This was a green brown in color and it smelled like a cross between ‘used catnip’ and dirty socks. (Some of you have seen me describe the ‘used catnip’ smell once before). The taste was a flat/grassy-wood type taste…almost on the verge of stale. I did finish the cup so the flavor of the herbal tisane was thankfully on the paler side. I don’t think I could have or would have finished the cup had it been more strong. Anyhow…just when I thought it was MAYBE growing on me…the funky aftertaste HIT me like a TON OF BRICKS…it left a dark leafy-green on the verge of bitter aftertaste. Oye.
HistoryCommonly referred to as a creeping weed and used for ground cover, Gotu Kola (Centella asiatica) is grown widely throughout the tropical areas of the world. It has been widely used in Ayurvedic and traditional eastern medicine. Gotu Kola was not utilized by modern western herbalists until after World War 2 when renewed interest in the historical uses of Gotu Kola was revived.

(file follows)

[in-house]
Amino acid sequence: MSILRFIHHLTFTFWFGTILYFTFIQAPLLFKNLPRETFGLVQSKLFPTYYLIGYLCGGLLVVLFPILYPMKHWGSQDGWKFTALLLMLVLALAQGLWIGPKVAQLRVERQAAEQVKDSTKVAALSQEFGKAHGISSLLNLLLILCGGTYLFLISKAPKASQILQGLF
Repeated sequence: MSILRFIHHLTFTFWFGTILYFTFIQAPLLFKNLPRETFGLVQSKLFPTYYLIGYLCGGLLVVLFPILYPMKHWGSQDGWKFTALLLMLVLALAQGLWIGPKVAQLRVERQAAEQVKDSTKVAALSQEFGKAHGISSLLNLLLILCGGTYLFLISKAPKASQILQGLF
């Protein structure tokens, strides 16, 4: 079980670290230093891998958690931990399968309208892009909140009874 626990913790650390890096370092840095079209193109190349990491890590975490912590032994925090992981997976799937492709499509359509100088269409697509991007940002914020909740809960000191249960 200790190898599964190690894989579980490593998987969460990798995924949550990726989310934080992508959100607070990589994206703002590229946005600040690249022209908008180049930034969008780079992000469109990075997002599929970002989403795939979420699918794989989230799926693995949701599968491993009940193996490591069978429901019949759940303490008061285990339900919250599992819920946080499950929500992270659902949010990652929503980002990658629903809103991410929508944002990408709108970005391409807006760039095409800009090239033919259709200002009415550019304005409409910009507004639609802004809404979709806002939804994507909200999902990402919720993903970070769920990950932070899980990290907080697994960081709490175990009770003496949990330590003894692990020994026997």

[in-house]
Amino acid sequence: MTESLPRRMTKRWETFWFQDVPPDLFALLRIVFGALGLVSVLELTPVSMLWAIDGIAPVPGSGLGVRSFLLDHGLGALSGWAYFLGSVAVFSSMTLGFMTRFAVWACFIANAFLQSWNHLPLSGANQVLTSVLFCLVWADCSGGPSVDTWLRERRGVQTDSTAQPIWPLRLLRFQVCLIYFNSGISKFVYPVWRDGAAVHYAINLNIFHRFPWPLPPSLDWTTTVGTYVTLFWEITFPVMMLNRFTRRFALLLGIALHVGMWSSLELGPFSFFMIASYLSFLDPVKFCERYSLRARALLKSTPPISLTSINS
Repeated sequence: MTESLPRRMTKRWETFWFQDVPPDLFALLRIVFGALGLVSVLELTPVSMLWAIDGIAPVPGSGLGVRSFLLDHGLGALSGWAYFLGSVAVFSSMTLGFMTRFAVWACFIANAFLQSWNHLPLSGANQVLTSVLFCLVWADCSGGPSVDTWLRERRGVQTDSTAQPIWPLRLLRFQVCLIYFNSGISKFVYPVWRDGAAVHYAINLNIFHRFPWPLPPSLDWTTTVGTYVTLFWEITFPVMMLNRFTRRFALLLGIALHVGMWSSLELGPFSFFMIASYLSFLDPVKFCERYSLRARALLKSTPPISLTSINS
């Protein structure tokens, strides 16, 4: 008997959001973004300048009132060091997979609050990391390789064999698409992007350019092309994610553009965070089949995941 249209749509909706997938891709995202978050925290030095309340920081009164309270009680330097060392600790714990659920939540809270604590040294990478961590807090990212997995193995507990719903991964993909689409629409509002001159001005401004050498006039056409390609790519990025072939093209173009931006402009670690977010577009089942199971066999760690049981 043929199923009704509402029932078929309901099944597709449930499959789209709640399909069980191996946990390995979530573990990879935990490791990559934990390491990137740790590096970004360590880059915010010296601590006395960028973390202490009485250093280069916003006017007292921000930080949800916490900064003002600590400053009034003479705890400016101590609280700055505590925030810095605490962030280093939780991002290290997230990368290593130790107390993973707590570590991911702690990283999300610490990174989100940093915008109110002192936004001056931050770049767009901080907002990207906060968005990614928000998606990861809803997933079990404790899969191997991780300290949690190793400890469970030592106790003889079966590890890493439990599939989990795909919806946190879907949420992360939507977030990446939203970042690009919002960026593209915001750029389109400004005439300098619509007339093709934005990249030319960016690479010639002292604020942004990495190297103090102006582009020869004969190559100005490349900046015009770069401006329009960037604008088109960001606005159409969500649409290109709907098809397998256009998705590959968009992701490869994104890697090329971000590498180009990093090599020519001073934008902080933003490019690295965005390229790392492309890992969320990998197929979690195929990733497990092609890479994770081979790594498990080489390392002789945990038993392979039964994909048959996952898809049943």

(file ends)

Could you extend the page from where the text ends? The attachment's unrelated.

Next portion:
Today, contemporary herbalists recommend Gotu Kola for a variety of health benefits. Gotu Kola can be used as a condiment herb, or sprinkled sparingly onto foods, such as salads or vegetables. Gotu Kola is often used together with Ginseng and / or Fo-Ti to make a refreshing tea.